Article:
The learner’s grand SLAM
BY T.J. TOMASI
When you pay attention to a particular area of your body, your brain sets about building “transmission highways” of instruction to that body part, even in the presence of severe physical injury. That is how choreographer Tamar Rogoff taught Gregg Mozgala, an actor with cerebral palsy, to dance ballet. She used a completely new pattern of motor movement that allowed him to “discover” individual body parts he had no command of before the intervention.
Using a similar approach, I have spent the last 20 years field-testing my Subsystem Learning and Modeling protocol (SLAM). In this protocol, the system (the golfer’s body) is separated into subsystems, each of which plays a role in “finding” and then training the key body parts necessary to make a golf swing. The club is simply a temporary prosthesis that responds to the movements of the body.
Golf requires solving a series of Point A (the ball) to Point B (the target) problems. Once the subsystems have been correctly modeled, your brain has the information it needs to solve each A-to-B problem. I call this “running software,” and when you are “running,” you are at peak learning efficiency.
Your brain SLAMs for a living
Understanding how each body part works and tracking each part from the start of the golf swing to the finish allows you to learn with full attention and full intention. The concept can be summed up in one sentence: “The golfer learns the subsystems, and the brain is responsible for coordinating them.”
This is what the human brain does for a living — it coordinates subsystems and solves problems.
There are five basic subsystems that must be modeled and trained: the head/spine, the shoulders, the arms/hands, the hips and the legs/feet. The role of the brain in coordinating these systems is the centerpiece.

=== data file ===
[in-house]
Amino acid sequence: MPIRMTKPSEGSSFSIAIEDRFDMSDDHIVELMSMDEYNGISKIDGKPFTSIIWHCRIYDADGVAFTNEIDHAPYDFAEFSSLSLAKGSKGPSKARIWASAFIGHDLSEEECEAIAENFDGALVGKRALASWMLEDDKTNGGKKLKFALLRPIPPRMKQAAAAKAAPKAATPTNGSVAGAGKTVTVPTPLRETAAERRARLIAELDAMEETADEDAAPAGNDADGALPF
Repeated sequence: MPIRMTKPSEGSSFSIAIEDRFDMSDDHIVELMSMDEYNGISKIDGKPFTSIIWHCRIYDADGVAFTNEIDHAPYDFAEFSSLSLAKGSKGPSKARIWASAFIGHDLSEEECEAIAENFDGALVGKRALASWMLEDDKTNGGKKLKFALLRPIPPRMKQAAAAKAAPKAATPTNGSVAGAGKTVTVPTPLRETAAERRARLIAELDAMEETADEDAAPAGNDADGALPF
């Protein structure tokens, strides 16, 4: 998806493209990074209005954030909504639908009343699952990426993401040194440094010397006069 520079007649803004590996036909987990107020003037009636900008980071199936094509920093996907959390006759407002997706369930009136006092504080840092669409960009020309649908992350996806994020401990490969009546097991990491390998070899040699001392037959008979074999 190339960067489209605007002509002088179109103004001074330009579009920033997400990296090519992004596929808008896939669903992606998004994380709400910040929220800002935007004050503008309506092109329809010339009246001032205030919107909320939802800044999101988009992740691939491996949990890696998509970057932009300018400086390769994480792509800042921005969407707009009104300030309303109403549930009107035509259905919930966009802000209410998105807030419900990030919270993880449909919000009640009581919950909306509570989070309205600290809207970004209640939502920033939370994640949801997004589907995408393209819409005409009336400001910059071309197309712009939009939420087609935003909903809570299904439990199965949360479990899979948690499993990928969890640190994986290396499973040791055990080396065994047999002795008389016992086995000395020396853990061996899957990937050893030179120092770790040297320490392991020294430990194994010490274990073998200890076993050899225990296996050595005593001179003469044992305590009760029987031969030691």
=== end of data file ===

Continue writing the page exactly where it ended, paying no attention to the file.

In a series starting this week, we’ll visit each subsystem, describing how they operate in normal situations and how they move during your golf swing. First, the head.
Golf is a “head” game
At address, your head should be positioned in the middle of your shoulders with your chin held high in the proud position. If you let it rest on your chest, your chin blocks your shoulder turn.
The proud position requires you to “peep” at the ball with the bottom of your eyes rather than stare at it with a droopy head. (Note: Don’t wear bifocals when you play golf because they force you to drop your head to see the ball.)
During the swing
You hear it all the time, especially from TV announcers: “Look how still Freddy keeps his head,” or “Phil has made a career out of keeping his head still.” The trouble is, when you put the film in slow motion, the head moves all over the place. In the good golf swing, it has to move because of the way the human body is constructed and because of the laws of physics.
Studies of tour players by Dr. Rob Neal, a Ph.D. in biomechanics, show that the head moves away from the target from address to the top of the swing over a range of 3 to 4 1/2 inches, and that it drops or lifts 1 inch. Coming back to impact, the head moves 3 to 4 inches back toward the target (but never ahead of the ball), and drops or raises 2 to 1 1/2 inches.
The amount and type of head movement varies with the player. For example, Tiger Woods drops his head down a lot, while Justin Rose raises his head slightly. But the point here is that the head is allowed to move.
Thus to make a good pivot, your head must float with your spine, keeping its position in the middle of your shoulders to the top of your backswing. During the downswing, your head once again follows your spine until, through the hitting zone, the head moves away from the target as the spine tilts backward in response to the forces of the downswing.
Basically, your head-float will establish itself if you let it, but if you try to hold your head still, you’ll ruin your swing and may, in the process, give yourself a pain in the neck.
Second ball drill
The second ball drill trains your head to rotate softly through impact, i.e., the head doesn’t snap around, but quietly follows a smaller circle than that of the shoulders.
Take your normal stance with a teed-up 9-iron, then place a second ball about 20 inches in front of the teed ball and about 2 inches to the right of your target line. Now hit some balls while looking at the teed ball during the backswing and then gently rotating your head to look at the second ball during the downswing.
In addition to this drill, I recommend that to “find” your head, you make at least 60 repetitions a day of the correct head movement for 21 days, focusing solely on what your head is doing as you swing. Your reps should be done in front of a mirror with a club, but no actual ball striking.